"QA staff should take time to learn cultivation methods and how they help growers reach harvest goals. On the other hand, master growers and cultivation staff also need to learn the expectations from the QA department," recommends Tom.
"Cultivation procedures need to be balanced and give the cultivation team some flexibility while staying compliant with the regulations," Tom adds.
If you don't know where to start, consider these two key areas:
- Invite quality teams to learn about the cultivation process and train cultivation teams on relevant regulations that apply to their job duties.
- Audit your processes and look for areas that are causing deviations. These might be procedures that you can update in SOPs.
Read: “Why are SOPs important for a successful cannabis business?”
Operational risk is a risk to a business stemming from the breakdown of internal processes, systems and people. Examples of operational risks in the cannabis industry include poor manufacturing practices, not adhering to regulations, and inadequate documentation and product traceability.
Operational Mistake #2: Putting product quality on the backburner
There's a not-so-secret pathway to increased revenue for cannabis production - it's producing quality flower!
Making quality products may seem like a no-brainer, but it's an issue Tom often comes across. "In cannabis, we often see companies cutting costs, chasing purchase orders and racing to market without prioritizing product quality," he explains. It's often an overlooked operational mistake that leaves revenue on the table.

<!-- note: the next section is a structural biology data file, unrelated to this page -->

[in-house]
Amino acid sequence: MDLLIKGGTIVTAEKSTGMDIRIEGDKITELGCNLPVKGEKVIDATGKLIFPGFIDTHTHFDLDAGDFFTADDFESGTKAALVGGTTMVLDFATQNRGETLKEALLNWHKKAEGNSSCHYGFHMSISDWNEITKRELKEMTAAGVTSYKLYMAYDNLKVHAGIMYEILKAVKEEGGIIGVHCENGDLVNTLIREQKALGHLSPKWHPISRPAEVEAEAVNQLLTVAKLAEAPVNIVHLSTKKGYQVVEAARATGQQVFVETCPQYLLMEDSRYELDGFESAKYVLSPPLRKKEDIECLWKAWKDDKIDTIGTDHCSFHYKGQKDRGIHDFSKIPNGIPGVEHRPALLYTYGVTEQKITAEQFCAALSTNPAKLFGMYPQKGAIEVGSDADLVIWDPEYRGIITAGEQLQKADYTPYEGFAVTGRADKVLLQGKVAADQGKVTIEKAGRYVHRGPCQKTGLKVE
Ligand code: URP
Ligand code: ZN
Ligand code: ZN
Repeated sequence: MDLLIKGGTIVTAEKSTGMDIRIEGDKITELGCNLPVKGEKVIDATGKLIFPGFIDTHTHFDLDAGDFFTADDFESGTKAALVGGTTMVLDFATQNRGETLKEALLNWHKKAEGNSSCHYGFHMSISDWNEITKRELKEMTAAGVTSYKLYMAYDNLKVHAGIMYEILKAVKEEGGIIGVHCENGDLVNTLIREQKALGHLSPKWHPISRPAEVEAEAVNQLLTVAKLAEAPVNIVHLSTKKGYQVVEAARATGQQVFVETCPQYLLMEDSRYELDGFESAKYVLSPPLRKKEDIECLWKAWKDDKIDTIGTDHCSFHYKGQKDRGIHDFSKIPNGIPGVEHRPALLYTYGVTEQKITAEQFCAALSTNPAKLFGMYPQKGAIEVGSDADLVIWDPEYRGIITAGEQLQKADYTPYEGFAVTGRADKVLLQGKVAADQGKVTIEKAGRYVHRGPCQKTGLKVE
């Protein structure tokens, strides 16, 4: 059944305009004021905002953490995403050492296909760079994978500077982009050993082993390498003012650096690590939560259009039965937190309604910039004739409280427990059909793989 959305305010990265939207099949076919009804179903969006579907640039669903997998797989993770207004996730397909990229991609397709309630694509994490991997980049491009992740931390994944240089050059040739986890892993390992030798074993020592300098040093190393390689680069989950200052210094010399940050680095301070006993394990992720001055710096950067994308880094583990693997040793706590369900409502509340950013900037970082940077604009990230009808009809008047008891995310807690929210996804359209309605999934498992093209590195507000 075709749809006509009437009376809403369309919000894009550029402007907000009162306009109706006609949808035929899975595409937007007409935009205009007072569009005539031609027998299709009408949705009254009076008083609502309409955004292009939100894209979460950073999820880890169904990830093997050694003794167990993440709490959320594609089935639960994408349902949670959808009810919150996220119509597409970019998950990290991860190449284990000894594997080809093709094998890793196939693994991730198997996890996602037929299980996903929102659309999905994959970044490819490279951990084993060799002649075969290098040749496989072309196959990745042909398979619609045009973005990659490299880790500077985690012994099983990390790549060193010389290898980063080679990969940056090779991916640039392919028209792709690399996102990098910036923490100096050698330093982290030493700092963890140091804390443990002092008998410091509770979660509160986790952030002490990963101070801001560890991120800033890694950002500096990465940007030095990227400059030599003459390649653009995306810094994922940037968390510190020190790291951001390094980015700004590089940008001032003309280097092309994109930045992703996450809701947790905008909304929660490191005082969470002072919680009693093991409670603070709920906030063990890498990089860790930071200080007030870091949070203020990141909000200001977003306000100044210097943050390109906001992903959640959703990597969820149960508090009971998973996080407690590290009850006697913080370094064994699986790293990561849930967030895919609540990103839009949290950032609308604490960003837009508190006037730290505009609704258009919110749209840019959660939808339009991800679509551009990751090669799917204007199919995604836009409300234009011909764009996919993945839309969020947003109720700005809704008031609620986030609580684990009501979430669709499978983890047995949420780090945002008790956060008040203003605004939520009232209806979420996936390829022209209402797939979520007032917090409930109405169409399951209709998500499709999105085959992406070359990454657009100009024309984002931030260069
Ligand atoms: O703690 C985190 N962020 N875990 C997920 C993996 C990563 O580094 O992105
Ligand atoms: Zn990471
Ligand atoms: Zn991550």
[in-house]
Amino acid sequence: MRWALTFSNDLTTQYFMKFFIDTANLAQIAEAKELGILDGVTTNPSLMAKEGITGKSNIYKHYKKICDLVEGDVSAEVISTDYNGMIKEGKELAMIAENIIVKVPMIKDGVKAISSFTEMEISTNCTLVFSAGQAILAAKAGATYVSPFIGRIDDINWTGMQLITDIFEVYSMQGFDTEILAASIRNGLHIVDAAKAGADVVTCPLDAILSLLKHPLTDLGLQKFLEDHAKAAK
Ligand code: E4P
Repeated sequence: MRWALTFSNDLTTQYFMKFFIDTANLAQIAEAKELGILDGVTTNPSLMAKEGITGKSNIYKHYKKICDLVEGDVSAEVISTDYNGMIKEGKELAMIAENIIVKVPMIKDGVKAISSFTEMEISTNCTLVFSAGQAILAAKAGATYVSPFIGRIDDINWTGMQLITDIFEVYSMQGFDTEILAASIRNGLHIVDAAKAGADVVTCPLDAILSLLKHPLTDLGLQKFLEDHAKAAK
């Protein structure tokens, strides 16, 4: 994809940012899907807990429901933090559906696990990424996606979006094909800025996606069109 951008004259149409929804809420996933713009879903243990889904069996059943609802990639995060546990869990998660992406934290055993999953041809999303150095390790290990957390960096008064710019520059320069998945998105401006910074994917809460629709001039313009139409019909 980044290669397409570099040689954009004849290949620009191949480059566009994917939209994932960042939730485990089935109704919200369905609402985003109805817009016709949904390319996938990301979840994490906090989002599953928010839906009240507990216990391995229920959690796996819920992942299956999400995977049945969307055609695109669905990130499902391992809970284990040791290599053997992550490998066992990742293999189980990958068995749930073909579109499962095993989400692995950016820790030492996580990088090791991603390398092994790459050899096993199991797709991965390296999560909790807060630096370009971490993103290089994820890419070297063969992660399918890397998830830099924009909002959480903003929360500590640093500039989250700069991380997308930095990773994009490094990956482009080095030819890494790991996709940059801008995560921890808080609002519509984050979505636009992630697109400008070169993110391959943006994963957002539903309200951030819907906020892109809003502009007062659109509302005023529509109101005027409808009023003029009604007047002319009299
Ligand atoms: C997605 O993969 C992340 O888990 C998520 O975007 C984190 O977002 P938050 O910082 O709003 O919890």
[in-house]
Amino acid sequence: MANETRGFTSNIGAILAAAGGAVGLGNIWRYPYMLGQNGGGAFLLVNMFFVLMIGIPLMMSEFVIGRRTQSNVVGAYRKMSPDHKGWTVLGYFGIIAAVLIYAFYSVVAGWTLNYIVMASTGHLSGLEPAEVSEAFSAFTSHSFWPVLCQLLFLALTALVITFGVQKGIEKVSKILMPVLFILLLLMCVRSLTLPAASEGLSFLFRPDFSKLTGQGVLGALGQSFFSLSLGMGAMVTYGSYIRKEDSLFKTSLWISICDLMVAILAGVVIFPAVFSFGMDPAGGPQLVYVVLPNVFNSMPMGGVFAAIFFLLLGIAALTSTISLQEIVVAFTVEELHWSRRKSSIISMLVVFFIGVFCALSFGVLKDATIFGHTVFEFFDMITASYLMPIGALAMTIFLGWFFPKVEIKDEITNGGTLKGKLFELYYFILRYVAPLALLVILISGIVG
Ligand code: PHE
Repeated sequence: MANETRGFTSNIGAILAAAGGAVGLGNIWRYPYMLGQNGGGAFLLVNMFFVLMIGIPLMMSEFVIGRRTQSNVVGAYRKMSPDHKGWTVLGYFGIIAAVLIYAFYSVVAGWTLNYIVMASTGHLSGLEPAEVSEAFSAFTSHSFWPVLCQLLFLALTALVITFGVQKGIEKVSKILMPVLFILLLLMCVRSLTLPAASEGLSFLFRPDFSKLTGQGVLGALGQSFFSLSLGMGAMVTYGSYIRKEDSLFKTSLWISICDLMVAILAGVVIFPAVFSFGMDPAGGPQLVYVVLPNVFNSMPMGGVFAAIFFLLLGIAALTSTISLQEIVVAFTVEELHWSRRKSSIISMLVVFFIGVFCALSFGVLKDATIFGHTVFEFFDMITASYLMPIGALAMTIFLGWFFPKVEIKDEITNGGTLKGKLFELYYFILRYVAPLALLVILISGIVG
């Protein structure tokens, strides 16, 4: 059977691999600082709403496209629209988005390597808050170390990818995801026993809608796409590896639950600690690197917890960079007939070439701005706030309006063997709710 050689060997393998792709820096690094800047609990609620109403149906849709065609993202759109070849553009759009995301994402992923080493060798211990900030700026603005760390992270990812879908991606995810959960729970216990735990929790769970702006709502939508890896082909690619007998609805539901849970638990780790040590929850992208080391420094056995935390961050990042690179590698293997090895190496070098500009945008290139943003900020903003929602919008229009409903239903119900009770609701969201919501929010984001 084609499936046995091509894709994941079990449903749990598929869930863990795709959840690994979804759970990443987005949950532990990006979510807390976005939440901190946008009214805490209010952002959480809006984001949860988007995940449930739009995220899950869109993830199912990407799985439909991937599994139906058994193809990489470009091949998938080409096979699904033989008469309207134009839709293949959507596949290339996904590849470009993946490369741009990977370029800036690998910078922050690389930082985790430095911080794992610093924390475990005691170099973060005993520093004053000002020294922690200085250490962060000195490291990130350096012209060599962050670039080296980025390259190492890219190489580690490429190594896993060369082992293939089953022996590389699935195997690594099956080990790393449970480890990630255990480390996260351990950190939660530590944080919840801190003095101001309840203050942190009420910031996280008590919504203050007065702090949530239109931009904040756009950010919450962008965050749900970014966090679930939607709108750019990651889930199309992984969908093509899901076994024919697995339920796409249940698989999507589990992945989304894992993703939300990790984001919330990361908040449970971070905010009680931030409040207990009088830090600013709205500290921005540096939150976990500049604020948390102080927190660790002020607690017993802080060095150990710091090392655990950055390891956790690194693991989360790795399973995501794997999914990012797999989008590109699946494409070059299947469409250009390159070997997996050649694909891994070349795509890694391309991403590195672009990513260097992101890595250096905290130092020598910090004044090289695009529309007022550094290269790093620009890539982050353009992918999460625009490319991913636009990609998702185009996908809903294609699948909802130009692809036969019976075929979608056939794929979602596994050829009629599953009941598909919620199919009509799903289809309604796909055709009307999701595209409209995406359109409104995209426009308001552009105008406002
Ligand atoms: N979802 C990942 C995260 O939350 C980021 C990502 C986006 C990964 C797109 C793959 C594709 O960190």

In one case, Tom said the air conditioning broke in a grow room, and the company wasn't prioritizing repairing it. This directly impacted the quality of the product grown.
"You only have a small window of opportunity to make a good impression on your customers. You need to invest in the growing process and focus on producing quality flower."
On several occasions, Tom has seen grows in such bad shape that he has had to restart the growing program completely. They then start to see healthy plants, and naturally, more purchase orders start coming in because customers are happy with the product.
Tom believes cannabis companies should invest more resources into cultivation to grow better flower; he recommends: